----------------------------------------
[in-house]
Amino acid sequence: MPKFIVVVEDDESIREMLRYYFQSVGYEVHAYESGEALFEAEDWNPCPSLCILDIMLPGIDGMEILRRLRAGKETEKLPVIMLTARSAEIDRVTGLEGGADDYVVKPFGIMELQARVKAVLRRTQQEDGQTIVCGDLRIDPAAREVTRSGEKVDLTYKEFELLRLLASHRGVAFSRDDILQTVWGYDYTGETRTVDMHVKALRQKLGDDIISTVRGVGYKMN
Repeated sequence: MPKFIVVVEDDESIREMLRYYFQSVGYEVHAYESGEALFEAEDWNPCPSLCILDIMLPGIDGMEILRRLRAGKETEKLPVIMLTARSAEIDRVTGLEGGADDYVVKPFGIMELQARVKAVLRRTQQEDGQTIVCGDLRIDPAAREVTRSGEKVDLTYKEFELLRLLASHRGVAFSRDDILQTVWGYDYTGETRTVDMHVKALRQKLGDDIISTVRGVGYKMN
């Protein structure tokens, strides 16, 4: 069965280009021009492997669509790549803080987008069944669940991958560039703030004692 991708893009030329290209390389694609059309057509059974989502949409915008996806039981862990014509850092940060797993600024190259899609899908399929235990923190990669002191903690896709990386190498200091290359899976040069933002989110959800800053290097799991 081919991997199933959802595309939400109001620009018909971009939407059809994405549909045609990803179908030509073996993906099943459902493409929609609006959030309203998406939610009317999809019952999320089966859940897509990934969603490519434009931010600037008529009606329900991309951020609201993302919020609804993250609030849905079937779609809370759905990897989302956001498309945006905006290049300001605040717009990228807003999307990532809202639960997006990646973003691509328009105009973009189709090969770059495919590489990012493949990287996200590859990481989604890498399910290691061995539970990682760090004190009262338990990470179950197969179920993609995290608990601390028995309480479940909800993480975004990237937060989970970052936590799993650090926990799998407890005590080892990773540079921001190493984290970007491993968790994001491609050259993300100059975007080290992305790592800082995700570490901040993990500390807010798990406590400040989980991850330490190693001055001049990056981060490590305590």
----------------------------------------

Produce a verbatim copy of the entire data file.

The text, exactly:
[in-house]
Amino acid sequence: MPKFIVVVEDDESIREMLRYYFQSVGYEVHAYESGEALFEAEDWNPCPSLCILDIMLPGIDGMEILRRLRAGKETEKLPVIMLTARSAEIDRVTGLEGGADDYVVKPFGIMELQARVKAVLRRTQQEDGQTIVCGDLRIDPAAREVTRSGEKVDLTYKEFELLRLLASHRGVAFSRDDILQTVWGYDYTGETRTVDMHVKALRQKLGDDIISTVRGVGYKMN
Repeated sequence: MPKFIVVVEDDESIREMLRYYFQSVGYEVHAYESGEALFEAEDWNPCPSLCILDIMLPGIDGMEILRRLRAGKETEKLPVIMLTARSAEIDRVTGLEGGADDYVVKPFGIMELQARVKAVLRRTQQEDGQTIVCGDLRIDPAAREVTRSGEKVDLTYKEFELLRLLASHRGVAFSRDDILQTVWGYDYTGETRTVDMHVKALRQKLGDDIISTVRGVGYKMN
């Protein structure tokens, strides 16, 4: 069965280009021009492997669509790549803080987008069944669940991958560039703030004692 991708893009030329290209390389694609059309057509059974989502949409915008996806039981862990014509850092940060797993600024190259899609899908399929235990923190990669002191903690896709990386190498200091290359899976040069933002989110959800800053290097799991 081919991997199933959802595309939400109001620009018909971009939407059809994405549909045609990803179908030509073996993906099943459902493409929609609006959030309203998406939610009317999809019952999320089966859940897509990934969603490519434009931010600037008529009606329900991309951020609201993302919020609804993250609030849905079937779609809370759905990897989302956001498309945006905006290049300001605040717009990228807003999307990532809202639960997006990646973003691509328009105009973009189709090969770059495919590489990012493949990287996200590859990481989604890498399910290691061995539970990682760090004190009262338990990470179950197969179920993609995290608990601390028995309480479940909800993480975004990237937060989970970052936590799993650090926990799998407890005590080892990773540079921001190493984290970007491993968790994001491609050259993300100059975007080290992305790592800082995700570490901040993990500390807010798990406590400040989980991850330490190693001055001049990056981060490590305590």